Re: [CR]Holdsworth / Bob Jackson et al... (Ian Briggs)


Example: Framebuilders

Date: Sun, 28 Dec 2008 08:14:02 -0800
From: Jerome & Elizabeth Moos <jerrymoos@sbcglobal.net>
Subject: Re: [CR]Holdsworth / Bob Jackson et al... (Ian Briggs)
To: <classicrendezvous@bikelist.org>, <lemansgtman@aol.com>
In-Reply-To: <8CB36D7D1A1E6B2-14E0-11EC@MBLK-M07.sysops.aol.com>


Odd you should think of Bob Jackson as more nearly "bespoke" than Holdsworth. In much of America, the image would be quite the opposite. The the 70's Jacksons were sold in America in large numbers, and though many were sold as framesets, these frames were rarely actually bespoke, although it was certainly possible to place a custom order. Holdsworth had a bit more mystique for the average American cyclist, simply because were saw far fewer of them. I don't know the actual number built of either marque, although in the 70's I'd think Jackson production might have approached that of Holdsworth.

I guess it's a matter of "familiarity breeds comtempt". I have much the same view of Colnago, because in the late 70's there were very many Colnago's sold in America, probably built by subcontractors. They had appropriate geometry for the criteriums that then constituted most of US racing, but the finish and detailing was nothing special. Many viewed them a mere tools appropriate to bash around in crash-filled criteriums where one would not want to risk a Cinelli Supercorsa or the like. I still tend to think of Colnago that way. I did finally buy my first "Colnago" this year, but it is an ALAN-built DUALL, which is rather a different animal.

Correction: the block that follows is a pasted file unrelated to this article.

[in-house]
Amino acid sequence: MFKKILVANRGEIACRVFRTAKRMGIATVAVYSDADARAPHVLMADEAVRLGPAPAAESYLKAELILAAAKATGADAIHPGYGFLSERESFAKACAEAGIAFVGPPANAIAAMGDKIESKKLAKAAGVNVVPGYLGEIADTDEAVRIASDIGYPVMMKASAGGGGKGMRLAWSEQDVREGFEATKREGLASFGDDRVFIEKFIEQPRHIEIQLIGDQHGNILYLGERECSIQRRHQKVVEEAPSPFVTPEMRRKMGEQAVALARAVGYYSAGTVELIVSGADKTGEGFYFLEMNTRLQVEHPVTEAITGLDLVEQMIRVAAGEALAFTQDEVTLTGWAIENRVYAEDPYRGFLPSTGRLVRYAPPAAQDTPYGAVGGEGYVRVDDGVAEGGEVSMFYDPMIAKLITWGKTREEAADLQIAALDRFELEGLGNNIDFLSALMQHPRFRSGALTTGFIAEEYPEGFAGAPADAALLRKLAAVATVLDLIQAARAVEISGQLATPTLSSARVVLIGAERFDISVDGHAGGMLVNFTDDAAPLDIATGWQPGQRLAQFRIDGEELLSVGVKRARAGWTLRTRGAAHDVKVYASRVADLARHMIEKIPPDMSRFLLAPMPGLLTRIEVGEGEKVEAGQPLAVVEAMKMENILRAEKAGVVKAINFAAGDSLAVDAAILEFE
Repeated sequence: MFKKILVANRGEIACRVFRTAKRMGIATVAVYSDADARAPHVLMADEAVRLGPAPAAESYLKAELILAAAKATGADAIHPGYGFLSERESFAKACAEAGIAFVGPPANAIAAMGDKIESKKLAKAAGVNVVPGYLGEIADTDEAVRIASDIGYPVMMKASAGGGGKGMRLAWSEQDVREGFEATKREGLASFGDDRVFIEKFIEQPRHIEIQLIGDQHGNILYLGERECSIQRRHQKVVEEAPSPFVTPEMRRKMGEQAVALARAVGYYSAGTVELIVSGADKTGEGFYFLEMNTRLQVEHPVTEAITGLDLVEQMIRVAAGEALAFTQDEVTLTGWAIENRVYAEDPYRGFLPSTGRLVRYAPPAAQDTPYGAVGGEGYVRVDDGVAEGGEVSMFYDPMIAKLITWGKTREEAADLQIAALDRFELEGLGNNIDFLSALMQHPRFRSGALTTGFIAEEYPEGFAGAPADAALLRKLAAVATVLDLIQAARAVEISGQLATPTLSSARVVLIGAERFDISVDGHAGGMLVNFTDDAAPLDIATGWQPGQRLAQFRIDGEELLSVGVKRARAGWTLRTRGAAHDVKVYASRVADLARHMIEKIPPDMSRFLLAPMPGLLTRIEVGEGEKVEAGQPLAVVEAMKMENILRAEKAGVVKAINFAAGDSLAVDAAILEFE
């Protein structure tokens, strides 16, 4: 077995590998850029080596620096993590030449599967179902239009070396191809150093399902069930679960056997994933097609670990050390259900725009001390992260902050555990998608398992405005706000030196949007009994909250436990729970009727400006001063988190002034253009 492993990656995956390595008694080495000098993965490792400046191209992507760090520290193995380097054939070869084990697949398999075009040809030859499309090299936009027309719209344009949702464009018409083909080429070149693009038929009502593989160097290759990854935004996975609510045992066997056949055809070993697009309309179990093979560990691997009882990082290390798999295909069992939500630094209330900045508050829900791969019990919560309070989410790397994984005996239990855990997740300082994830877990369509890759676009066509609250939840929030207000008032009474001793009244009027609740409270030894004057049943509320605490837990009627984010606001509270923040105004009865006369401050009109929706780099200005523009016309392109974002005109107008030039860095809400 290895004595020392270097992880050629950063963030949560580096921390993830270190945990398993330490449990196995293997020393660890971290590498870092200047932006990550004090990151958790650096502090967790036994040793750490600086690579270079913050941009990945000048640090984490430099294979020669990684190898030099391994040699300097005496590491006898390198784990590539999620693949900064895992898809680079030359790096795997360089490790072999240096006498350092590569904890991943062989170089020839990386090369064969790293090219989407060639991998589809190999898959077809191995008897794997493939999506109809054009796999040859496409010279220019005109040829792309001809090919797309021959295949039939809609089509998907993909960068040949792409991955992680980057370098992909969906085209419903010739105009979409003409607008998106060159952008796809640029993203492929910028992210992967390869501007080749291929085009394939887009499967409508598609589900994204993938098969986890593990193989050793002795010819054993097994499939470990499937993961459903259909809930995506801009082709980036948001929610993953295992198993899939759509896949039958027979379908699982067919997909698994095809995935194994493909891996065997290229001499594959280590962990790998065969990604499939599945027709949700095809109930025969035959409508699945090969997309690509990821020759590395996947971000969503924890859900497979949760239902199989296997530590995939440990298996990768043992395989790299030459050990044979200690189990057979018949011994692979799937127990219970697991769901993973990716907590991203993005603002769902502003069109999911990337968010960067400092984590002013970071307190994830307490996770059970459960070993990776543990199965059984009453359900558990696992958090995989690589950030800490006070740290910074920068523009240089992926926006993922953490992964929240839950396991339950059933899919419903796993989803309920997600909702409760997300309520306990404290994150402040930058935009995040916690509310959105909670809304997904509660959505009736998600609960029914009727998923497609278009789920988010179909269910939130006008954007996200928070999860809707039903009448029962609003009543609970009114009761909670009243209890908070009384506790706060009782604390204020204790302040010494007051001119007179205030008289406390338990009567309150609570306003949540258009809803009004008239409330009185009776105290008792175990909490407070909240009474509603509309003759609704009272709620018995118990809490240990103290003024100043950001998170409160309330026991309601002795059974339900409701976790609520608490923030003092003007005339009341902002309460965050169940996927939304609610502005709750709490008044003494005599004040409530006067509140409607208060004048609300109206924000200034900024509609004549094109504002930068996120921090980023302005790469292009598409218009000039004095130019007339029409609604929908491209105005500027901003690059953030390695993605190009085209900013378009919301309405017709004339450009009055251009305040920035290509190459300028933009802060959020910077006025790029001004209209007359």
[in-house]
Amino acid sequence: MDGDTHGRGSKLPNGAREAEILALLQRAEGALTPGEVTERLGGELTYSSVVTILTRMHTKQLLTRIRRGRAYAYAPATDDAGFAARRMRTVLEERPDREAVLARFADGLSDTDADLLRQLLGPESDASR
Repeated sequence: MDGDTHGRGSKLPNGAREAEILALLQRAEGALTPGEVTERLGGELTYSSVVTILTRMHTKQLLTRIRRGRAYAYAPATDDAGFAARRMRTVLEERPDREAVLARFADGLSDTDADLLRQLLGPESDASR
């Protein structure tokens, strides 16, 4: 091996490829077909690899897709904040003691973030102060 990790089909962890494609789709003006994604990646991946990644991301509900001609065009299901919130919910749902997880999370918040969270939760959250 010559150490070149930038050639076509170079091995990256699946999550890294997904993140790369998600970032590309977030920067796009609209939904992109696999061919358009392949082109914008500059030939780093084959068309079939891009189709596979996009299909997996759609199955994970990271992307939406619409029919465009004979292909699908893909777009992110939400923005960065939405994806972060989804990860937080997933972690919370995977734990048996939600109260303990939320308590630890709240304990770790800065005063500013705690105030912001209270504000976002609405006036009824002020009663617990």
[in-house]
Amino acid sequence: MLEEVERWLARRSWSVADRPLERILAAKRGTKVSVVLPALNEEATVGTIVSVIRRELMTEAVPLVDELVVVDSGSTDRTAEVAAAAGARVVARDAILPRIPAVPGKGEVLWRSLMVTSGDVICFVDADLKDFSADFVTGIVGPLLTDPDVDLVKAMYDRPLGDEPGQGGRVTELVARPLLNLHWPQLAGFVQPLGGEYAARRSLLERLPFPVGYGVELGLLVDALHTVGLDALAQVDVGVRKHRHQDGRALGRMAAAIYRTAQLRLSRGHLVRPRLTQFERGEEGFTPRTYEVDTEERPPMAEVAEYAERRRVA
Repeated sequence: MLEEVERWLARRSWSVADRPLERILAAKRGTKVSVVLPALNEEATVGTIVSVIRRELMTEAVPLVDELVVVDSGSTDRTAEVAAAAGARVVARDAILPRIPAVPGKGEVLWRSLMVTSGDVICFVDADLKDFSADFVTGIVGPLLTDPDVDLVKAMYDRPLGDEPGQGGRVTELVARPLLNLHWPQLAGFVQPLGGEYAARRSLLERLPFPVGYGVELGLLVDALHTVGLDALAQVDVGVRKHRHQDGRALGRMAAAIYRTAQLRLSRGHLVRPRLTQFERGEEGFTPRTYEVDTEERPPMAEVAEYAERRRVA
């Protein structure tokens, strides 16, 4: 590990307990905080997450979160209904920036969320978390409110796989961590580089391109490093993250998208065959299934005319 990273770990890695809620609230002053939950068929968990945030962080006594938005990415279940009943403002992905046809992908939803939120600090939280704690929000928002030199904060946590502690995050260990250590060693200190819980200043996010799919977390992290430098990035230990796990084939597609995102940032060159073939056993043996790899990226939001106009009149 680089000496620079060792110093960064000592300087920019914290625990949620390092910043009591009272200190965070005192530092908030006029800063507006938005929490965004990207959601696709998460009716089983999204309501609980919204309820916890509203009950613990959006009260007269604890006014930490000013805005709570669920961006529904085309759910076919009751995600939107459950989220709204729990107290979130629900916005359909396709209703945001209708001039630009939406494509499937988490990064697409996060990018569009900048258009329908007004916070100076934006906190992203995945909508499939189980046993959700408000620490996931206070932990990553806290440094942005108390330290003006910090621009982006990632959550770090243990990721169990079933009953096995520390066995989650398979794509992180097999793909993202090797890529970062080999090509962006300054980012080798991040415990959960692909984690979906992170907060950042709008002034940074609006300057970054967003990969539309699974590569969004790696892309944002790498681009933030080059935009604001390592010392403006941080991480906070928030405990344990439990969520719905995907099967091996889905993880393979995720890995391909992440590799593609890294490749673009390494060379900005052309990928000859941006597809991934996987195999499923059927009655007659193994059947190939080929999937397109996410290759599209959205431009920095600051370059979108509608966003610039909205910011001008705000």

Regards,

Jerry Moos
Big Spring, Texas, USA


--- On Sun, 12/28/08, lemansgtman@aol.com wrote:


> From: lemansgtman@aol.com <lemansgtman@aol.com>

\r?\n> Subject: [CR]Holdsworth / Bob Jackson et al... (Ian Briggs)

\r?\n> To: classicrendezvous@bikelist.org

\r?\n> Date: Sunday, December 28, 2008, 1:48 AM

\r?\n> Asking price aside - just a subjective personal observation

\r?\n> on this interesting discussion...

\r?\n>

\r?\n> It would be nice to know for sure the provenence of the

\r?\n> frame in question of course but (quote) "If you believe

\r?\n> her to be a Holdsworth, it is a smacking good deal; if you

\r?\n> believe her to be a Bob Jackson, it is still a very smart

\r?\n> price"...

\r?\n>

\r?\n> Well, I was an amateur?road man (massed start) ion the UK

\r?\n> during the era that this frame was apparently built, and for

\r?\n> the record it looks identical - even down to the fastback

\r?\n> arrangement; to a "Ken Ryall" I bought in the

\r?\n> early '70s and which was almost certainly sourced from

\r?\n> Holdsworth.

\r?\n>

\r?\n> At that time Holdsworths were held in reasonably high

\r?\n> regard by the 'peloton', mainly due to the

\r?\n> professional team that was dominant in the UK then.

\r?\n>

\r?\n> However, Bob Jackson, Ellis Briggs, Woodrup, Dave Russell,

\r?\n> Mercian, Pat Hanlon etc., etc., basically anything

\r?\n> that?could be regarded as bespoke (rightly or wrongly) was

\r?\n> far more desirable to us... There was, I believe, a

\r?\n> perception / bias?that any Holdsworth really wasn't

\r?\n> bespoke because of the large number of low-mid range frames

\r?\n> they also produced. This is a bias that I retain to this day

\r?\n> I'm afraid!

\r?\n>

\r?\n> So, long story short - if this frame finally was proven to

\r?\n> be a Jackson - it would be hugely more attractive to me

\r?\n> personally, and thus I'd be prepared to pay a higher

\r?\n> price (if I were in the market).

\r?\n>

\r?\n> Ian Briggs

\r?\n> Luton, Bedfordshire, UK.